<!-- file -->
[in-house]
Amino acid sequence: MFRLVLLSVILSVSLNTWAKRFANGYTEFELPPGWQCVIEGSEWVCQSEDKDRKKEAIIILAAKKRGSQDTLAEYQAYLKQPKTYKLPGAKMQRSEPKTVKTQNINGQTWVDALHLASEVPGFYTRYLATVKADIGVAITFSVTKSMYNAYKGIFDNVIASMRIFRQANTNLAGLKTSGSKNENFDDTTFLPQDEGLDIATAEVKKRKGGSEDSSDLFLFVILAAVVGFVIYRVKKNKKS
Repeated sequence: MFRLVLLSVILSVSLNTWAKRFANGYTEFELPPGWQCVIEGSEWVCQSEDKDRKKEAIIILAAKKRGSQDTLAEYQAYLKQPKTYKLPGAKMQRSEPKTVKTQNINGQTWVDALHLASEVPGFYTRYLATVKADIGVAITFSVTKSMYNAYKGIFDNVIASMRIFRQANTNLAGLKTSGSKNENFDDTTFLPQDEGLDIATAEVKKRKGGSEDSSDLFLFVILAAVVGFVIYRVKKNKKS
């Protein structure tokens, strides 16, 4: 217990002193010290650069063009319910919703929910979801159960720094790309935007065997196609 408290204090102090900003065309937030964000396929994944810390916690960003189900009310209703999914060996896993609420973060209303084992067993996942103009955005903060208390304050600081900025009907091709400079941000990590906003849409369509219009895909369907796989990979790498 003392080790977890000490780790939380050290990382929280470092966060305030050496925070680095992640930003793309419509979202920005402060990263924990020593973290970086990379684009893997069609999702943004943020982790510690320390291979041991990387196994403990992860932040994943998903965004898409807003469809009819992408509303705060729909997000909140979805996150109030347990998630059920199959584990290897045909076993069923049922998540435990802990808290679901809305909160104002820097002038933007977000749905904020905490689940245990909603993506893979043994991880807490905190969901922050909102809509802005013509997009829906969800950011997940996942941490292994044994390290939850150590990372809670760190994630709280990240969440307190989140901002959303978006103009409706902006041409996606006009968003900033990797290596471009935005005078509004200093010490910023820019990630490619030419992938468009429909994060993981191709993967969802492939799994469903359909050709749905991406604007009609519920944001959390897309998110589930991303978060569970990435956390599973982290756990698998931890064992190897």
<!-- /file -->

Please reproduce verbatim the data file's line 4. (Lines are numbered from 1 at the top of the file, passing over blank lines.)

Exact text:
């Protein structure tokens, strides 16, 4: 217990002193010290650069063009319910919703929910979801159960720094790309935007065997196609 408290204090102090900003065309937030964000396929994944810390916690960003189900009310209703999914060996896993609420973060209303084992067993996942103009955005903060208390304050600081900025009907091709400079941000990590906003849409369509219009895909369907796989990979790498 003392080790977890000490780790939380050290990382929280470092966060305030050496925070680095992640930003793309419509979202920005402060990263924990020593973290970086990379684009893997069609999702943004943020982790510690320390291979041991990387196994403990992860932040994943998903965004898409807003469809009819992408509303705060729909997000909140979805996150109030347990998630059920199959584990290897045909076993069923049922998540435990802990808290679901809305909160104002820097002038933007977000749905904020905490689940245990909603993506893979043994991880807490905190969901922050909102809509802005013509997009829906969800950011997940996942941490292994044994390290939850150590990372809670760190994630709280990240969440307190989140901002959303978006103009409706902006041409996606006009968003900033990797290596471009935005005078509004200093010490910023820019990630490619030419992938468009429909994060993981191709993967969802492939799994469903359909050709749905991406604007009609519920944001959390897309998110589930991303978060569970990435956390599973982290756990698998931890064992190897």